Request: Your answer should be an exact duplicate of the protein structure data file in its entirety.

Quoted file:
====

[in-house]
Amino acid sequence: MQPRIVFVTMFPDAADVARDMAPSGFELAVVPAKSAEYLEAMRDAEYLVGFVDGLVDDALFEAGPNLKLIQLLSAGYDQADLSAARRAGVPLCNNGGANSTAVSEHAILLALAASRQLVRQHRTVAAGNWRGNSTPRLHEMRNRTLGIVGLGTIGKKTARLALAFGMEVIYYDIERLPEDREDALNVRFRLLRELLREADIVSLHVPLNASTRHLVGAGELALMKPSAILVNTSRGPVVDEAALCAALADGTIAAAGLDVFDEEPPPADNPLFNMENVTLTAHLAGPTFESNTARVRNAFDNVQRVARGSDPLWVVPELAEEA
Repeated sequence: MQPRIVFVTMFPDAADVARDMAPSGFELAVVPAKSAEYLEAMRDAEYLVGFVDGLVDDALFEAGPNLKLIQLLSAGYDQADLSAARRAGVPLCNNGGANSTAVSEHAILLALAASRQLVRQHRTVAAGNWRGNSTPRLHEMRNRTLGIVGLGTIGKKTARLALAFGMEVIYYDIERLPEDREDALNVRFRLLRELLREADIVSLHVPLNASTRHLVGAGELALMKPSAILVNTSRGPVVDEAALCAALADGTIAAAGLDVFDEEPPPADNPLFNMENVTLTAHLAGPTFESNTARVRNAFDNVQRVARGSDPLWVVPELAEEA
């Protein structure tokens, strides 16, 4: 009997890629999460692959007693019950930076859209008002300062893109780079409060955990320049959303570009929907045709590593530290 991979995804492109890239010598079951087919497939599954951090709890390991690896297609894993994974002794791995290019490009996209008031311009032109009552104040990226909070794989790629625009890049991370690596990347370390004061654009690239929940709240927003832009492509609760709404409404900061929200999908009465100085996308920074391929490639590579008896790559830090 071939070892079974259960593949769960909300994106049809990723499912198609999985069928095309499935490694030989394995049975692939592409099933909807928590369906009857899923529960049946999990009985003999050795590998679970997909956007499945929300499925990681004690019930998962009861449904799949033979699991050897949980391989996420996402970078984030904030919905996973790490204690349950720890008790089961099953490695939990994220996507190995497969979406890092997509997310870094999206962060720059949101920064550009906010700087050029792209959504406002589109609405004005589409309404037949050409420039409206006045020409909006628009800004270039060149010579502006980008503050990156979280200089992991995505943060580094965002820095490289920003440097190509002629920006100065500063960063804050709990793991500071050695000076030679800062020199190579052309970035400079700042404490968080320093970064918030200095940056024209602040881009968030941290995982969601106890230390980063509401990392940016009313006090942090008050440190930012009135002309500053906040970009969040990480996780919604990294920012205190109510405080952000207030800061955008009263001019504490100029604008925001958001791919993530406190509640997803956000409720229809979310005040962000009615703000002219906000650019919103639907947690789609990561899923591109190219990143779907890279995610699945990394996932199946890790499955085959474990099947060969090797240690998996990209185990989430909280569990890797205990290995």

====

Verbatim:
[in-house]
Amino acid sequence: MQPRIVFVTMFPDAADVARDMAPSGFELAVVPAKSAEYLEAMRDAEYLVGFVDGLVDDALFEAGPNLKLIQLLSAGYDQADLSAARRAGVPLCNNGGANSTAVSEHAILLALAASRQLVRQHRTVAAGNWRGNSTPRLHEMRNRTLGIVGLGTIGKKTARLALAFGMEVIYYDIERLPEDREDALNVRFRLLRELLREADIVSLHVPLNASTRHLVGAGELALMKPSAILVNTSRGPVVDEAALCAALADGTIAAAGLDVFDEEPPPADNPLFNMENVTLTAHLAGPTFESNTARVRNAFDNVQRVARGSDPLWVVPELAEEA
Repeated sequence: MQPRIVFVTMFPDAADVARDMAPSGFELAVVPAKSAEYLEAMRDAEYLVGFVDGLVDDALFEAGPNLKLIQLLSAGYDQADLSAARRAGVPLCNNGGANSTAVSEHAILLALAASRQLVRQHRTVAAGNWRGNSTPRLHEMRNRTLGIVGLGTIGKKTARLALAFGMEVIYYDIERLPEDREDALNVRFRLLRELLREADIVSLHVPLNASTRHLVGAGELALMKPSAILVNTSRGPVVDEAALCAALADGTIAAAGLDVFDEEPPPADNPLFNMENVTLTAHLAGPTFESNTARVRNAFDNVQRVARGSDPLWVVPELAEEA
């Protein structure tokens, strides 16, 4: 009997890629999460692959007693019950930076859209008002300062893109780079409060955990320049959303570009929907045709590593530290 991979995804492109890239010598079951087919497939599954951090709890390991690896297609894993994974002794791995290019490009996209008031311009032109009552104040990226909070794989790629625009890049991370690596990347370390004061654009690239929940709240927003832009492509609760709404409404900061929200999908009465100085996308920074391929490639590579008896790559830090 071939070892079974259960593949769960909300994106049809990723499912198609999985069928095309499935490694030989394995049975692939592409099933909807928590369906009857899923529960049946999990009985003999050795590998679970997909956007499945929300499925990681004690019930998962009861449904799949033979699991050897949980391989996420996402970078984030904030919905996973790490204690349950720890008790089961099953490695939990994220996507190995497969979406890092997509997310870094999206962060720059949101920064550009906010700087050029792209959504406002589109609405004005589409309404037949050409420039409206006045020409909006628009800004270039060149010579502006980008503050990156979280200089992991995505943060580094965002820095490289920003440097190509002629920006100065500063960063804050709990793991500071050695000076030679800062020199190579052309970035400079700042404490968080320093970064918030200095940056024209602040881009968030941290995982969601106890230390980063509401990392940016009313006090942090008050440190930012009135002309500053906040970009969040990480996780919604990294920012205190109510405080952000207030800061955008009263001019504490100029604008925001958001791919993530406190509640997803956000409720229809979310005040962000009615703000002219906000650019919103639907947690789609990561899923591109190219990143779907890279995610699945990394996932199946890790499955085959474990099947060969090797240690998996990209185990989430909280569990890797205990290995």